NCAA Tournament 2012: Why Syracuse Can Reach Final Four Without Fab Melo

Thad Novak@@ThadNovakCorrespondent IMarch 13, 2012

NCAA Tournament 2012: Why Syracuse Can Reach Final Four Without Fab Melo

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    In the biggest pre-March Madness bombshell in recent memory, Syracuse has announced that starting center Fab Melo is ineligible and will miss the NCAA tournament. Considering that Syracuse’s only regular-season loss came in a game for which Melo was suspended, the 7' shot-blocker's absence will certainly have opponents licking their chops.

    Before UNC-Asheville starts daydreaming about becoming the first No. 16 seed to upset a top seed, though, it’s time for a reality check: Syracuse is still a very, very dangerous team. The loss of their defensive linchpin is a setback, but not one that guarantees an early exit for the Orange.

    Read on for a look at a half dozen reasons that Jim Boeheim’s club still has a very real chance to earn a trip to New Orleans for the Final Four.

6. Syracuse Has Depth

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    Although Jim Boeheim has more or less settled into a seven-man rotation as the season has worn on, he won’t have to call on totally untested reserves to pick up Melo’s minutes.

    Three players outside of that core group are averaging better than 10 minutes per game this season.

    One member of that trio, athletic freshman Rakeem Christmas, got the start in Melo’s stead during Melo’s first suspension this year.

    Expect him, along with 6’10” sophomore Baye Keita, to step up and keep the Orange defense tough (if not impervious) in Melo’s absence.

5. On-Court Leadership Will Keep the Distractions to One Side

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    On top of losing Melo’s production on the floor, Syracuse has to worry about the psychological impact of having its starting center dropped from the lineup at this critical juncture in the season.

    Fortunately for Jim Boeheim, his squad can count on a couple of veteran leaders to help the team stay focused.

    Seniors Kris Joseph and Scoop Jardine have been the heart of the Orange offense all season, and the former will be playing in his fourth NCAA tournament (Jardine missed the 2008-09 season with a leg injury).

    Between the two of them, they’ll keep the Orange on track and worrying about basketball rather than the media spotlight.

4. Orange Still Match Up Well Against East Regional's Best

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    With Syracuse’s defense weakened by Melo’s absence, a high-powered offense would have a real chance to outscore the Orange. Many of the best teams in the East regional, though, are just as defense-oriented as Syracuse is.

    Kansas State, Wisconsin, Ohio State and even potential bracket-buster Harvard are all dangerous opponents primarily because they can shut down opposing offenses, not because they tend to light up the scoreboard themselves.

    Those squads will certainly have a chance to beat the Orange at their own game, but even with Melo gone, none of them is remotely a sure thing to take down Syracuse.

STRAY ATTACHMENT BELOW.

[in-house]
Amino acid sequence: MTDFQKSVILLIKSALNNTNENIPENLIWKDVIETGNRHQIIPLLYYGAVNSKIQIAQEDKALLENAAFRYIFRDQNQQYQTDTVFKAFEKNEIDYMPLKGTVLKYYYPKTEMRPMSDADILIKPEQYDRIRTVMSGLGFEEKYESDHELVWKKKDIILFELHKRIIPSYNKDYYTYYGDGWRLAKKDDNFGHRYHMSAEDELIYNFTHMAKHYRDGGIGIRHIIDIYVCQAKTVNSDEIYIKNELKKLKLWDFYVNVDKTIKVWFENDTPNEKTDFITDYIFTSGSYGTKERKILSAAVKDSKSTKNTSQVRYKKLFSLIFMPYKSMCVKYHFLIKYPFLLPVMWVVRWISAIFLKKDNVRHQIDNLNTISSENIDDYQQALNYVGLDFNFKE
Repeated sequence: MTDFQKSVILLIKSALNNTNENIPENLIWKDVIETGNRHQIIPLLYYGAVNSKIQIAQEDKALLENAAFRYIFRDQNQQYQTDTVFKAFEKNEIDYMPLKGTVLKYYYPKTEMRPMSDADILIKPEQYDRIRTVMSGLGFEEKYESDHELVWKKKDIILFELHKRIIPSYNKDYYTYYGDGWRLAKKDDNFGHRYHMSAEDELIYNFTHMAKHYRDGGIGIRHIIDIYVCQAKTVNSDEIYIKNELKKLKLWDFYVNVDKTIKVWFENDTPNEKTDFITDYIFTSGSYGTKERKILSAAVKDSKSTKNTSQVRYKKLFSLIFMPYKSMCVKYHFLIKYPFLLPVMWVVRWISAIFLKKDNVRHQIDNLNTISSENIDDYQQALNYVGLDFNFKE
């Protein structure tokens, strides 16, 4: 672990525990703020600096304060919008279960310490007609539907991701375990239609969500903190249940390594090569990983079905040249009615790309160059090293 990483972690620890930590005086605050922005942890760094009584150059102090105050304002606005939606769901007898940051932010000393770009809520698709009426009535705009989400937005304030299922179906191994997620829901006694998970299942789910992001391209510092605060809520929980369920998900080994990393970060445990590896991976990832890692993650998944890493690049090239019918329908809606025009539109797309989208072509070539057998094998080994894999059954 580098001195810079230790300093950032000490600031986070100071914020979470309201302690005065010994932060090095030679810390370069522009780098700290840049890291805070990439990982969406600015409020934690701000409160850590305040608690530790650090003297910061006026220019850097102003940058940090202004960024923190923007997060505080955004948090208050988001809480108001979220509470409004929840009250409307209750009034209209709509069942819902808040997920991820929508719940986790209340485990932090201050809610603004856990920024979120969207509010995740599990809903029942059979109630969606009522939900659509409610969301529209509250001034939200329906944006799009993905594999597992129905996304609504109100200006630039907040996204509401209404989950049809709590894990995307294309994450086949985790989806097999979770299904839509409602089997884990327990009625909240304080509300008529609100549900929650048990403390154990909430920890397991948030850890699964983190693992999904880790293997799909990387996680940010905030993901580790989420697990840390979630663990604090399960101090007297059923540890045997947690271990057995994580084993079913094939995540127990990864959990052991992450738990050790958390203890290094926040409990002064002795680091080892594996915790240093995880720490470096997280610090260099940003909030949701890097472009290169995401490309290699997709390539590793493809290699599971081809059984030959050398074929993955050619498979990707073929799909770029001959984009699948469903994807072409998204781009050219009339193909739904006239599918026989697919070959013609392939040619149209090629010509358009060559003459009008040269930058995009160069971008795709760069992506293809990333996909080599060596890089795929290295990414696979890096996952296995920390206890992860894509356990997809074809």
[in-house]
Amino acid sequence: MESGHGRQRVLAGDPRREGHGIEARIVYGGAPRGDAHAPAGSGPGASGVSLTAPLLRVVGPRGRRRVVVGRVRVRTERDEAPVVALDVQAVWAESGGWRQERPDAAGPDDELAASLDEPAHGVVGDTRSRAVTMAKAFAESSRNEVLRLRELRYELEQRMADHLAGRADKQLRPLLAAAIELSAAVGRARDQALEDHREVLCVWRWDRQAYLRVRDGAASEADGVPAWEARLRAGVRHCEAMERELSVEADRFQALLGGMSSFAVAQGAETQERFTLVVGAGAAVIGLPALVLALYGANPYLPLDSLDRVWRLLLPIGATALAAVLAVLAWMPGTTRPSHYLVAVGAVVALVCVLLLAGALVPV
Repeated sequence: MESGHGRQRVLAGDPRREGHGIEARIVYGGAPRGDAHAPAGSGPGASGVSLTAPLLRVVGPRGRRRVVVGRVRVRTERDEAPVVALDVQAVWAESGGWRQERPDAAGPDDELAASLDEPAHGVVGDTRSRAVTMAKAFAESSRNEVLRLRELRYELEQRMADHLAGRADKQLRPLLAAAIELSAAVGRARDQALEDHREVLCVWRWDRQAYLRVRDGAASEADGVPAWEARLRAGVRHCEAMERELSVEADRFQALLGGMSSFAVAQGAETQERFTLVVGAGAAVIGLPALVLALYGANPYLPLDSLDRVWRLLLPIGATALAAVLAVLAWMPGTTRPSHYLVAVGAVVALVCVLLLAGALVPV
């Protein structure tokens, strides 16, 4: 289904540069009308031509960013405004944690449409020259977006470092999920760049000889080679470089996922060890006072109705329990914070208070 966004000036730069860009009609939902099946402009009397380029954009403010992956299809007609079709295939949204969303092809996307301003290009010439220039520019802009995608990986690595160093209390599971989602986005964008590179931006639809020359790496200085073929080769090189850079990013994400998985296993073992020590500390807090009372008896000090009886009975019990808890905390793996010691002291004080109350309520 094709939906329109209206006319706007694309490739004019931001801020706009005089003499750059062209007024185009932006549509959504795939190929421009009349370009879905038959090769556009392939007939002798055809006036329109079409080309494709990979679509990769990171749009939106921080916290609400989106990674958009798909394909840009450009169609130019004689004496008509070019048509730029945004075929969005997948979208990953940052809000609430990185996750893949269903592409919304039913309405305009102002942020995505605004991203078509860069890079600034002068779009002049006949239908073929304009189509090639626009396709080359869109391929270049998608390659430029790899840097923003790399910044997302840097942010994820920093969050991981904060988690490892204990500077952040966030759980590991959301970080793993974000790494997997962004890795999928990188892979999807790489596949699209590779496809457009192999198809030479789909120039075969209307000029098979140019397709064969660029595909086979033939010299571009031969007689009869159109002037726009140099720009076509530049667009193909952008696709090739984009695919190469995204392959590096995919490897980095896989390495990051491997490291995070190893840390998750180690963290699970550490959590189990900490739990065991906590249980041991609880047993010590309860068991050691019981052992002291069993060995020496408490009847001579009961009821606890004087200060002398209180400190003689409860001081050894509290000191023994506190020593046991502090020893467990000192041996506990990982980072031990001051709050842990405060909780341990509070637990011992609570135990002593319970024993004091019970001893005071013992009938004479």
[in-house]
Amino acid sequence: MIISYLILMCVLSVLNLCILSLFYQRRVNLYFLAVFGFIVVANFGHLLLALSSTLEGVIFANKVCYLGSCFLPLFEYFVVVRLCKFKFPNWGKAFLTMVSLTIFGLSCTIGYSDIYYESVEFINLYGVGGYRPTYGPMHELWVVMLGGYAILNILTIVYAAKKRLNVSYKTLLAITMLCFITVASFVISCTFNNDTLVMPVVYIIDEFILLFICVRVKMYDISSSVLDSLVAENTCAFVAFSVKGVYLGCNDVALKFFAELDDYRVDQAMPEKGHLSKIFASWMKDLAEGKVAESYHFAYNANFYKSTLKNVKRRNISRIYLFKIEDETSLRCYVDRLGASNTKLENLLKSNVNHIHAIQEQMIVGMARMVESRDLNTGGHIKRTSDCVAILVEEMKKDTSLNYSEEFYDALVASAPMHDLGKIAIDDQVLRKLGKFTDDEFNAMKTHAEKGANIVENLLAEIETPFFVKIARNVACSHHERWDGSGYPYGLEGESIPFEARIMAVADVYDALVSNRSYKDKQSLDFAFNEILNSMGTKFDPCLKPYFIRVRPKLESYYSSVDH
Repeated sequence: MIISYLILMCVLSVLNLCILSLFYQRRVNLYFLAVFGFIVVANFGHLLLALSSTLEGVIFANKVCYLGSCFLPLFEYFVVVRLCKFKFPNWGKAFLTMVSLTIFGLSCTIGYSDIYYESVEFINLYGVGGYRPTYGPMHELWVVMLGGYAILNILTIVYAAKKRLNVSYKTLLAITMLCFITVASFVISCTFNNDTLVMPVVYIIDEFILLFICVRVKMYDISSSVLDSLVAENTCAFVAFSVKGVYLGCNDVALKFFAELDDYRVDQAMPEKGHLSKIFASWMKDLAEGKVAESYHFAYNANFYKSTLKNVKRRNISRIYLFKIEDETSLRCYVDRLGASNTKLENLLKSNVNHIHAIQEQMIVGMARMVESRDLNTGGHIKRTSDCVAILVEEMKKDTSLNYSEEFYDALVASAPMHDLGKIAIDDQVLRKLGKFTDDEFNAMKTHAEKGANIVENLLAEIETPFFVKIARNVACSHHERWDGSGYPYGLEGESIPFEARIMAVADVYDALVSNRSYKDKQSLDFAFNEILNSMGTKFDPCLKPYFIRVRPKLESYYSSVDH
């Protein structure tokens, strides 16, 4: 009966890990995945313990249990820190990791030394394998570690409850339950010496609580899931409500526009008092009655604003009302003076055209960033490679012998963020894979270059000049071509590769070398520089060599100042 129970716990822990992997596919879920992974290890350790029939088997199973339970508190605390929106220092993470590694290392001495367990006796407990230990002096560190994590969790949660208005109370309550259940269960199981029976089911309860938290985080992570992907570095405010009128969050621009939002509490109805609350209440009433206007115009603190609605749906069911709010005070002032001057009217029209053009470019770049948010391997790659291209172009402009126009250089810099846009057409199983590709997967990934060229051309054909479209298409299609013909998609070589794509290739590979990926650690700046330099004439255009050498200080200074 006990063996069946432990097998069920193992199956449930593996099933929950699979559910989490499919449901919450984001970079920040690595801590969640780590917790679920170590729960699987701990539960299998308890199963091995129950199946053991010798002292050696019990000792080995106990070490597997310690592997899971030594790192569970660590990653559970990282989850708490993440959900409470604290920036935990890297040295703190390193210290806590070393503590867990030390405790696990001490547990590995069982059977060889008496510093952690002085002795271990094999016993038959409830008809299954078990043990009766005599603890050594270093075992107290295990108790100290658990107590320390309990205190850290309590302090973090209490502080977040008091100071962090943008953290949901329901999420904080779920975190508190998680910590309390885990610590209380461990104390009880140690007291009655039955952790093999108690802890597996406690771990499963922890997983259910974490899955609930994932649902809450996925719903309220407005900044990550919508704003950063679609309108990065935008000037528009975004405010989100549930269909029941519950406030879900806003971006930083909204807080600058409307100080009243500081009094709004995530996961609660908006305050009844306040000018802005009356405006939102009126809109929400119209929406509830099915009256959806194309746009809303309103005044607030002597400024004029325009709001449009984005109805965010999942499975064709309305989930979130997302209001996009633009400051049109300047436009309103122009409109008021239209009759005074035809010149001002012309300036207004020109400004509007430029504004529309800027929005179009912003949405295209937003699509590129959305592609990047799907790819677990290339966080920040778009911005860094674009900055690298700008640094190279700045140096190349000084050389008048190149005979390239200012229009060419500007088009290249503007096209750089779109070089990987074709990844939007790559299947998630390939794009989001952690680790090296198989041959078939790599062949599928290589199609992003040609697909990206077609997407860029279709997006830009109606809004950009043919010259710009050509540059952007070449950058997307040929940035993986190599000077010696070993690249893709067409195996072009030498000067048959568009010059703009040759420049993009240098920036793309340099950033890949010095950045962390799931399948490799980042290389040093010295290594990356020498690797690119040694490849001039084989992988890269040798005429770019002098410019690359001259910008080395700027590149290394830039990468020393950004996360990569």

3. Melo's Absence Won't Change Things on Offense

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    For all Melo’s enormous contributions to the Orange defense, he isn’t much of an offensive weapon. The 7' sophomore had been averaging a replaceable 7.8 points a game, much of it on put-backs.

    With point guard Scoop Jardine running the show, Syracuse’s offense won’t miss Melo very much.

    Kris Joseph and Dion Waiters will still carry the scoring load, and a few well-timed passes from Jardine can help some of Melo’s young replacements (likely including promising freshman Rakeem Christmas) chip in about as many points as Melo himself would’ve done.

2. Syracuse's Draw Features Few Upset Threats

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    As Cincinnati showed in the Big East tournament, the surest route to taking down a great zone like Syracuse’s—with or without Melo—is superior outside shooting.

    Luckily for the Orange, there are only a couple of teams in the East regional that have much chance to attack them from long range (a statement that includes the sixth-seeded Bearcats, who will be hard-pressed to repeat their remarkable performance).

    Fifth-seeded Vanderbilt can beat anybody if sniper John Jenkins gets hot, but with two fearsome defenses in front of them (Harvard in the second round, then a likely meeting with Wisconsin), the Commodores are far from a sure thing even to face the Orange.

    Similarly, Florida State was able to knock off Duke and North Carolina behind lights-out three-point shooting, but the Seminoles are far from a consistent team offensively and will be in for a terrific battle against Ohio State if they hope to reach the Elite Eight.

1. The 2-3 Zone Is Still an Ace in the Hole

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    As important as Melo was to the dominance of the Syracuse zone, the scheme is bigger than any one player. The very fact that Syracuse plays a zone will make it easier for Melo’s teammates to cover for the loss of their star shot-blocker.

    Although Notre Dame’s Jack Cooley had a field day against the 2-3 without Melo inside, that’s the exception rather than the rule.

    A group of respectable defenders (which Syracuse has in abundance) can be nearly as effective as a first-rate individual star in this system, and the Orange are poised to go just as far as their still-imposing defense can carry them.

    For your printable bracket for the 2012 NCAA tournament, click here.